Kill Your Darlings

I thought I’d write a post about the joys of editing. I like editing. It’s fine-tuning, polishing off. I’m a Virgo and we’re supposed to be pernickety (Mr T may have a different opinion on this when it comes to things like decorating…) but as for my writing, yes I like to dot every t and cross every i, or something like that.

When I decided to embrace self-publishing, I knew it was important that my books were edited professionally. I wanted to create a product that was as good as anything else out there on the market. That meant giving my baby up to someone else for inspection.

When I’ve reached a stage in my writing when I think a novel is good to go – I send it out to a handful of good friends, just to make sure the plot works and they find the story enjoyable. I know they will be kind but I always ask for an honest opinion.  I take their feedback on board and give my manuscript another self-edit, before I send it off to the professional.

The professional I’ve used for all three Eliza Kane books is a lovely lady in the Isle of Wight called Anna, who I originally found on Twitter.  I’ll admit when I received the very comprehensive report she provided on A Crisis at Clifftops, the first book in the series, I had to pick myself up off the floor. I thought my book was finished, I thought it was ready to hit the shelves… But of course it wasn’t.

Anna pointed out a lot of flaws, but also a lot of positives. After a few days of mulling over, I decided I could make some of the changes she suggested, perhaps I hadn’t made the characters’ motivations as clear as I thought, perhaps there were aspects of the plot that didn’t quite work… and so on. I didn’t change everything she suggested, but I do know at the end of what seemed like a very painful process, my novel was a lot better because of her intervention.  

It made sense to continue to use Anna for the second and third books in the series, and I’ve just received her report on Book 3, Trouble on the Tide. Once again it has been a positive experience. There are few minor differences of opinion, which we’ve sorted out, and a few things to tighten up. Writers carry a lot of background knowledge about their characters in their heads, but that doesn’t always transfer to the page.  Anna is very good at pointing bits that are missing – why is Character A behaving like this? Why isn’t Character B reacting? Sometimes I think it’s obvious, but that’s because I know what’s about to happen next. The reader doesn’t.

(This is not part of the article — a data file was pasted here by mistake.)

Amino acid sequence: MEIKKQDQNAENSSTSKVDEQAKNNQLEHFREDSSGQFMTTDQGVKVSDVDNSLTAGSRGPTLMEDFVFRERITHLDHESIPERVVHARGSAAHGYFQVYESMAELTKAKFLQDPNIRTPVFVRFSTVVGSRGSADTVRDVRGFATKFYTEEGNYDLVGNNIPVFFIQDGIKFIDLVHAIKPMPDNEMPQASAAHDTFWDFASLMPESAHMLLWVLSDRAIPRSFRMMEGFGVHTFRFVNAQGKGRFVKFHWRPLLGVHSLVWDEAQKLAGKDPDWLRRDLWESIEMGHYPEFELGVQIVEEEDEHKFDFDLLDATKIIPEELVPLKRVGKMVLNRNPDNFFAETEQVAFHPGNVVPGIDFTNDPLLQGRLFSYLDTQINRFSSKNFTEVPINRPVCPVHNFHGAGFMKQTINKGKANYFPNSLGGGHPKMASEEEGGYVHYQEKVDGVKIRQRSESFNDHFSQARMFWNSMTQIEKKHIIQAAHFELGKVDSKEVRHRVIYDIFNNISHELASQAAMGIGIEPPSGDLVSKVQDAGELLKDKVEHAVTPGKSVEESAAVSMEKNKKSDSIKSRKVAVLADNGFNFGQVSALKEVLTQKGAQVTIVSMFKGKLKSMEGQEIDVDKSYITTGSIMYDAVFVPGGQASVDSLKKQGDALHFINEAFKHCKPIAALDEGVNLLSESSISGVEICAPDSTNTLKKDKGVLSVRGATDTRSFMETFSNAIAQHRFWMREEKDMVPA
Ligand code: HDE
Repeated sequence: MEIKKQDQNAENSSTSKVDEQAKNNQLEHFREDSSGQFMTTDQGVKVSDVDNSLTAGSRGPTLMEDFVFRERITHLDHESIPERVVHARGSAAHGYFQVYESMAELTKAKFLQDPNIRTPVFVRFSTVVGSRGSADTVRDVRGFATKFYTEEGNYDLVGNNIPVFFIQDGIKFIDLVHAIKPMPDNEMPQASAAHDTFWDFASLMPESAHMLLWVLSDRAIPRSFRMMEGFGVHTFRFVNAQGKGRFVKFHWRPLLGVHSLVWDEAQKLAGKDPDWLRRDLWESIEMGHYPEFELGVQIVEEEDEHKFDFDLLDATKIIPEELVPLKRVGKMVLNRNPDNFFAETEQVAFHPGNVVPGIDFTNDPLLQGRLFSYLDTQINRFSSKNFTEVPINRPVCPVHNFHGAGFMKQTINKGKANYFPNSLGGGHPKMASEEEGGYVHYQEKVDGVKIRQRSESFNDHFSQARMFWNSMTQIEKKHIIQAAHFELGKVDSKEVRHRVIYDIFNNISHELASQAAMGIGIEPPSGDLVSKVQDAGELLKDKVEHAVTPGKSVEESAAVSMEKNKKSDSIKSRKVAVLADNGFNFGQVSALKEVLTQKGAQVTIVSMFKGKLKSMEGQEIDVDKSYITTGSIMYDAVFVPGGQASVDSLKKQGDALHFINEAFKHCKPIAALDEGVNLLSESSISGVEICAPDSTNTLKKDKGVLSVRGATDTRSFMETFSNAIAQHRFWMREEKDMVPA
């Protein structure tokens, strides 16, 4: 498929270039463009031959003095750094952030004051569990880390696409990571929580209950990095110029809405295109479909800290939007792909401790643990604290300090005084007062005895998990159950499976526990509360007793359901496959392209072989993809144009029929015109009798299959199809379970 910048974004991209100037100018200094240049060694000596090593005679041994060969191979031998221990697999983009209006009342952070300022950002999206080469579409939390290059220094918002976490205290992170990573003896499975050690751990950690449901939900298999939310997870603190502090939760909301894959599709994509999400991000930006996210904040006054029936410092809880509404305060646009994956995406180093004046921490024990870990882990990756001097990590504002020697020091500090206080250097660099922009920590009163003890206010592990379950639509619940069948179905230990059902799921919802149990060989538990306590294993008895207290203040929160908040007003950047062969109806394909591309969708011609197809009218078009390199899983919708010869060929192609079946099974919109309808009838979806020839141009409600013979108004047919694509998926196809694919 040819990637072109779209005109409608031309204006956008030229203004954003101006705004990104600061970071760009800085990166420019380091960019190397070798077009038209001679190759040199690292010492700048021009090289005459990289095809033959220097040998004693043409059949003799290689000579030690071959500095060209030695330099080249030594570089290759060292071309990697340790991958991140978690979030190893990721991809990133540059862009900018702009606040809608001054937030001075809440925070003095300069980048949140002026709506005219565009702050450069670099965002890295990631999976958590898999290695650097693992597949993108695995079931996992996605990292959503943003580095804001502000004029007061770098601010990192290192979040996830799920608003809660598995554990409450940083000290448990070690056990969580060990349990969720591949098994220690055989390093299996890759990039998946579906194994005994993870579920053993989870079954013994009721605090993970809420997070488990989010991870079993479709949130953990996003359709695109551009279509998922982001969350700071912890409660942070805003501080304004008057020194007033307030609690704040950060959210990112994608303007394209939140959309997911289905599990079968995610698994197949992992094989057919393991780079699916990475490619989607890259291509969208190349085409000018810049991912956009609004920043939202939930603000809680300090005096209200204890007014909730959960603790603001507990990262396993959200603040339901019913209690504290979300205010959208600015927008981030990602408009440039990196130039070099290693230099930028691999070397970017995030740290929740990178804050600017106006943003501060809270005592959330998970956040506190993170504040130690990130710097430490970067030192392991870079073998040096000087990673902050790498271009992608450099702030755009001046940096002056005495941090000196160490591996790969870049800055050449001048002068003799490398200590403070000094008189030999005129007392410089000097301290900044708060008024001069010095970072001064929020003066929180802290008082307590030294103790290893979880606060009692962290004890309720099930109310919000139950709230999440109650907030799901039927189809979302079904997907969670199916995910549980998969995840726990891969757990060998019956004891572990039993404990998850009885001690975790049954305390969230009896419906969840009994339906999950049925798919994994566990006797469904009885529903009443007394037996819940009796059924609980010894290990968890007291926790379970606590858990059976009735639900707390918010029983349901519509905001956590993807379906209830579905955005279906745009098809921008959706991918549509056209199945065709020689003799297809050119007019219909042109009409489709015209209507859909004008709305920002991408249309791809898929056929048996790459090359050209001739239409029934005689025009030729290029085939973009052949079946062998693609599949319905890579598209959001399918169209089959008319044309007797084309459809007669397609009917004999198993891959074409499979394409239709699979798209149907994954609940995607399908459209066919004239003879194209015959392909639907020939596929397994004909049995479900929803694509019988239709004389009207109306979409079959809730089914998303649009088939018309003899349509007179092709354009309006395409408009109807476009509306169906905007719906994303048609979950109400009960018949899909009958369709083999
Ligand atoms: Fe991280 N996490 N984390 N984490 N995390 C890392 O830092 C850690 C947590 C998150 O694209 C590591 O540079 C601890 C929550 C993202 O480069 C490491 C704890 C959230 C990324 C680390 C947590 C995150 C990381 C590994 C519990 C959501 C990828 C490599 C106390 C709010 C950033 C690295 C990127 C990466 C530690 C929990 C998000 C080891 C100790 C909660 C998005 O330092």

It’s very hard to be subjective about your own writing – which is why having an editor who doesn’t know you, who isn’t your best friend or related to you in anyway, is vital!

My old writing tutor used to say every word has to earn its place in a story. I try to keep my writing tight and not wander off on a tangent. Anna did suggest I might like to think about getting rid of some of my secondary characters because there are rather a lot of them. My plots are character driven, and every one of the people in Trouble on the Tide is instrumental in carrying the plot forward (seriously Rosie? Yes! Vital!). However, because I’m reasonable and sensible I’ve taken her comments on board and made some changes to the way some of these folk are mentioned and re-introduced. But kill them off? The sheer horror of a cull…but talking of culling, yes all those VERYs, JUSTs, REALLYs, SMALLs, STILLs, have got to go. Another self-edit should reduce the superfluous word count.

I’m really pleased DELIGHTED with the way the story has worked out – Trouble On The Tide isn’t just a cosy mystery.  It’s a story about families and trust, and Eliza has some big decisions to make. I’m working on the blurb, and the cover has been commissioned.  I’ll keep you posted on pre-order and launch date.

In other news, I’ve got the go ahead to work on my historical romance. This is going to be a whole new challenge, involving research and planning. I want to do the family involved and their story justice. Exciting times ahead!

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